Who Are The Gun Curious?

The U.S. population breaks down roughly in thirds –

  • Current Gun Owners: 27 to 33%
  • Not Currently But Possible Gun Owners: 33 to 39%
  • Not Now and Not Ever Gun Owners: 30 to 36%

Americans are politically divided by the issue of guns. But as with other “culture wars,” the fighting is often undertaken by elites, while the muddled masses watch from the sidelines, often with disbelief or revulsion at the true believers screaming past each other.

Many stuck in the middle are what I call the “gun curious.” I meet them all the time when I talk about guns. They come from all parts of my social network: ER doctors, IT people, HR consultants, non-profit leaders, professors, students.

Although no one has (yet) studied the gun curious systematically, the Pew Research Center’s excellent 2017 report, “America’s Complex Relationship With Guns,” offers as good a starting point as any. (Full disclosure: I consulted with Pew on the design of the survey.)

Instead of simply asking respondents whether or not they currently own a gun, the Pew Research Center wisely also asked currently gunless respondents whether they had owned guns in the past and whether they could see themselves owning a gun in the future.*

Pew finds that 36% of the currently gunless could see themselves owning guns in the future.

Source: Pew Research Center, “America’s Complex Relationship with Guns,” http://www.pewsocialtrends.org/2017/06/22/the-demographics-of-gun-ownership/

Once we add the +/-3% margin of error,** the U.S. population breaks down roughly in thirds:

  • Current Gun Owners: 27 to 33%
  • Not Currently But Possible Gun Owners: 33 to 39%
  • Not Now and Not Ever Gun Owners: 30 to 36%

Here we start to see the gun curious. Let’s burrow a bit deeper.

Pew also reports that 15% of the currently gunless have owned guns in the past. That is 10% of the total U.S. adult population. These past gun owners are much more likely than those who have never owned a gun to see themselves possibly owning guns in the future (71% compared to 49%).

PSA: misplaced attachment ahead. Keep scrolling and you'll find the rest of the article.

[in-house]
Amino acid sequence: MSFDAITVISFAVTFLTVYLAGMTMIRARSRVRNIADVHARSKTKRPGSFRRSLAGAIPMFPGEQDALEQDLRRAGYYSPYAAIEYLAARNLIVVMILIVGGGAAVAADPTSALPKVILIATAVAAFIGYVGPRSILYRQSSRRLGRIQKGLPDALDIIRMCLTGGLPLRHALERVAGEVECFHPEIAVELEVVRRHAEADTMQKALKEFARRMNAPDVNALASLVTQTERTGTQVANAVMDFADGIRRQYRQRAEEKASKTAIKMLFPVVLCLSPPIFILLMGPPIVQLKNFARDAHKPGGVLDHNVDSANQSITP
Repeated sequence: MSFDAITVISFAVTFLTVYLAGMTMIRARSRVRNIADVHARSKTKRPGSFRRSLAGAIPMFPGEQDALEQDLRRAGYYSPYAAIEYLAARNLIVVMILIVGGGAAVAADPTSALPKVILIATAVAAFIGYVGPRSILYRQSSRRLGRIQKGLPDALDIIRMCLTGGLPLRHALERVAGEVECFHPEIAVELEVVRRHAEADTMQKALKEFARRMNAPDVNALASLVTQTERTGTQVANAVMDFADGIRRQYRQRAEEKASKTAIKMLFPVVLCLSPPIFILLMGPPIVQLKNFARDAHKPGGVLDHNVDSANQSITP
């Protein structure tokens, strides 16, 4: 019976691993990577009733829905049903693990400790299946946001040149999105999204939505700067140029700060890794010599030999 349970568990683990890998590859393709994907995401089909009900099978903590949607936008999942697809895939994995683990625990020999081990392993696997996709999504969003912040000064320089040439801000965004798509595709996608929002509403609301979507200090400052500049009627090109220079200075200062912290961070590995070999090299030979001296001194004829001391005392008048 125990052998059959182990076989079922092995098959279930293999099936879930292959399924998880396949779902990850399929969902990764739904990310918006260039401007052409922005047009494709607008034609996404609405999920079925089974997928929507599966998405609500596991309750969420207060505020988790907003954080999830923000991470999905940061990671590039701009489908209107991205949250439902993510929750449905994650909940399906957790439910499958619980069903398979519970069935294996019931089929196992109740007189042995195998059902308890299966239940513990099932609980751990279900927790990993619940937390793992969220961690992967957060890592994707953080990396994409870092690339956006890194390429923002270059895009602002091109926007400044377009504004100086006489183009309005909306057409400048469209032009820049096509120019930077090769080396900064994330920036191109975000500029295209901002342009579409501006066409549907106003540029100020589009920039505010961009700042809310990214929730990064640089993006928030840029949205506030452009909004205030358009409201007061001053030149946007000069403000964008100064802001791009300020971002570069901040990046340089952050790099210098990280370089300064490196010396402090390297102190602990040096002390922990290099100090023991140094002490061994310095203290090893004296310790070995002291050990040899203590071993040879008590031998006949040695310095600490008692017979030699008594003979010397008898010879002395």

Moreover, some part of that third of the U.S. adult population who could never see owning a gun may change their mind in the future. If I had been asked a question about gun ownership any time before 2010, I would have answered (emphatically) NO and NEVER.

Last, not all current gun owners are hard core. Half of gun owners reported that being a gun owners is very or somewhat important to their overall identity, and the other half responded that it was not too or not at all important.

According to the Pew report, about one-quarter of current gun owners agree with the statement, “I could see myself not owning a gun at some point in the future.” This is especially true among those for whom being a gun owner is not central to their identity.

So I would say that the gun curious middle of the American population is broad but their softer voices often don’t get heard in our hardened public debates about guns. This blog is for them.

NOTES

*There is good reason to believe that a portion of those who deny owning guns in surveys actually do own guns, but that is a discussion for another day.

**It is actually +/-2.8% at a 95% confidence level, but I rounded to 3% for the sake of simplicity. Read more about margin of error as applied to election polling, but generally applicable to sample-based survey.

5 thoughts on “Who Are The Gun Curious?

  1. I always assume gun ownership is underreported by some unknowable amount in these surveys as some gun owners are sufficiently paranoid about gun confiscation that they will lie on any such survey.

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  2. Its weird, but my gun owner identity has been in some ways case-hardened by the anti-gun rhetoric. If you asked me ten years ago about guns, I would have probably answered intellectually. I lived in Honolulu for 14 years and was awarded an honorary membership in the Hawaii Rifle Assn. based on an essay I put in the paper but during that time, I rarely thought about guns (and didn’t have any) even though I grew up with them. So emotionally, guns were a rousing “meh”.

    Moving to New Mexico and being in a town with a great range got me back into shooting. Being active in the gun culture for the last few years has made me a lot more sensitive to the overt goofiness of the pro and anti gun arguments and as is probably painfully obvious to readers of David’s blogs, I don’t shy from the discussion.

    Keep it going, David. These blogs are interesting and fun.

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    • There is a political scientist out there working on a project showing that the NRA created the identity “gun owner” for political purposes over the course of the 20th century. To the extent that this is true, I just said (to myself), of course it is true because the growing efforts to regulate guns over the course of the 20th century made it necessary. That plus stigma and ingroup/outgroup dynamics explain alot.

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  3. Pingback: What Percentage of Americans Own Guns? Minimum Estimates | Gun Curious

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